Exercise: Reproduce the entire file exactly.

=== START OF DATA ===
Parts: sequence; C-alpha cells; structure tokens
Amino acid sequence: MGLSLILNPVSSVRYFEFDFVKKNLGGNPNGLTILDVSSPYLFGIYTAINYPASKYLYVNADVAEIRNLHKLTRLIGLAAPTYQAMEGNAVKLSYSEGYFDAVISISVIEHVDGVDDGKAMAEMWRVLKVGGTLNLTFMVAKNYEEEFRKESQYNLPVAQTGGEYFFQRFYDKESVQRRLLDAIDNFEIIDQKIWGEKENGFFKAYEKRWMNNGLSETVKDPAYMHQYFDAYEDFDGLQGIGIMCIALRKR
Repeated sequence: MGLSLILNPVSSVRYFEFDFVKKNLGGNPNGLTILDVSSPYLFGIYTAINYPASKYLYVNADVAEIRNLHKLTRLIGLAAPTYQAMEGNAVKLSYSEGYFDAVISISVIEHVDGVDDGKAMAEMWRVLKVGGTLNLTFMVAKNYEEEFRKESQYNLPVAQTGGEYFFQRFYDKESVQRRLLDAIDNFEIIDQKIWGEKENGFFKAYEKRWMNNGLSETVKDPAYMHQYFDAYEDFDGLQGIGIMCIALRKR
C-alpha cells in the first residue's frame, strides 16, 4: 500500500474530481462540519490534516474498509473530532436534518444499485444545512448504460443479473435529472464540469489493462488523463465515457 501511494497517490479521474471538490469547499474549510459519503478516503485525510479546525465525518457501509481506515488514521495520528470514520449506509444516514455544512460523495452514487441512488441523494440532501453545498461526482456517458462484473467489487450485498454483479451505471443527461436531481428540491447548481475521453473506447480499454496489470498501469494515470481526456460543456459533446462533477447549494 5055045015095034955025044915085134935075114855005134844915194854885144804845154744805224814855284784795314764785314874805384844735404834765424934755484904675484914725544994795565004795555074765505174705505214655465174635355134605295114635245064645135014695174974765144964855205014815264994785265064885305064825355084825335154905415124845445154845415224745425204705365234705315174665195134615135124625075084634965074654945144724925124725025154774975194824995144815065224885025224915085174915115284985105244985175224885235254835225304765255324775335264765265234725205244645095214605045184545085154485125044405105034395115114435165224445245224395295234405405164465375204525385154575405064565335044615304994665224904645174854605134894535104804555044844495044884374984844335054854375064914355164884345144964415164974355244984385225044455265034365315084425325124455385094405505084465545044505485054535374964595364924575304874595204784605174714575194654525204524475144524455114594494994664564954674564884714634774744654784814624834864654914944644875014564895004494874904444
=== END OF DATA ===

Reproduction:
Parts: sequence; C-alpha cells; structure tokens
Amino acid sequence: MGLSLILNPVSSVRYFEFDFVKKNLGGNPNGLTILDVSSPYLFGIYTAINYPASKYLYVNADVAEIRNLHKLTRLIGLAAPTYQAMEGNAVKLSYSEGYFDAVISISVIEHVDGVDDGKAMAEMWRVLKVGGTLNLTFMVAKNYEEEFRKESQYNLPVAQTGGEYFFQRFYDKESVQRRLLDAIDNFEIIDQKIWGEKENGFFKAYEKRWMNNGLSETVKDPAYMHQYFDAYEDFDGLQGIGIMCIALRKR
Repeated sequence: MGLSLILNPVSSVRYFEFDFVKKNLGGNPNGLTILDVSSPYLFGIYTAINYPASKYLYVNADVAEIRNLHKLTRLIGLAAPTYQAMEGNAVKLSYSEGYFDAVISISVIEHVDGVDDGKAMAEMWRVLKVGGTLNLTFMVAKNYEEEFRKESQYNLPVAQTGGEYFFQRFYDKESVQRRLLDAIDNFEIIDQKIWGEKENGFFKAYEKRWMNNGLSETVKDPAYMHQYFDAYEDFDGLQGIGIMCIALRKR
C-alpha cells in the first residue's frame, strides 16, 4: 500500500474530481462540519490534516474498509473530532436534518444499485444545512448504460443479473435529472464540469489493462488523463465515457 501511494497517490479521474471538490469547499474549510459519503478516503485525510479546525465525518457501509481506515488514521495520528470514520449506509444516514455544512460523495452514487441512488441523494440532501453545498461526482456517458462484473467489487450485498454483479451505471443527461436531481428540491447548481475521453473506447480499454496489470498501469494515470481526456460543456459533446462533477447549494 5055045015095034955025044915085134935075114855005134844915194854885144804845154744805224814855284784795314764785314874805384844735404834765424934755484904675484914725544994795565004795555074765505174705505214655465174635355134605295114635245064645135014695174974765144964855205014815264994785265064885305064825355084825335154905415124845445154845415224745425204705365234705315174665195134615135124625075084634965074654945144724925124725025154774975194824995144815065224885025224915085174915115284985105244985175224885235254835225304765255324775335264765265234725205244645095214605045184545085154485125044405105034395115114435165224445245224395295234405405164465375204525385154575405064565335044615304994665224904645174854605134894535104804555044844495044884374984844335054854375064914355164884345144964415164974355244984385225044455265034365315084425325124455385094405505084465545044505485054535374964595364924575304874595204784605174714575194654525204524475144524455114594494994664564954674564884714634774744654784814624834864654914944644875014564895004494874904444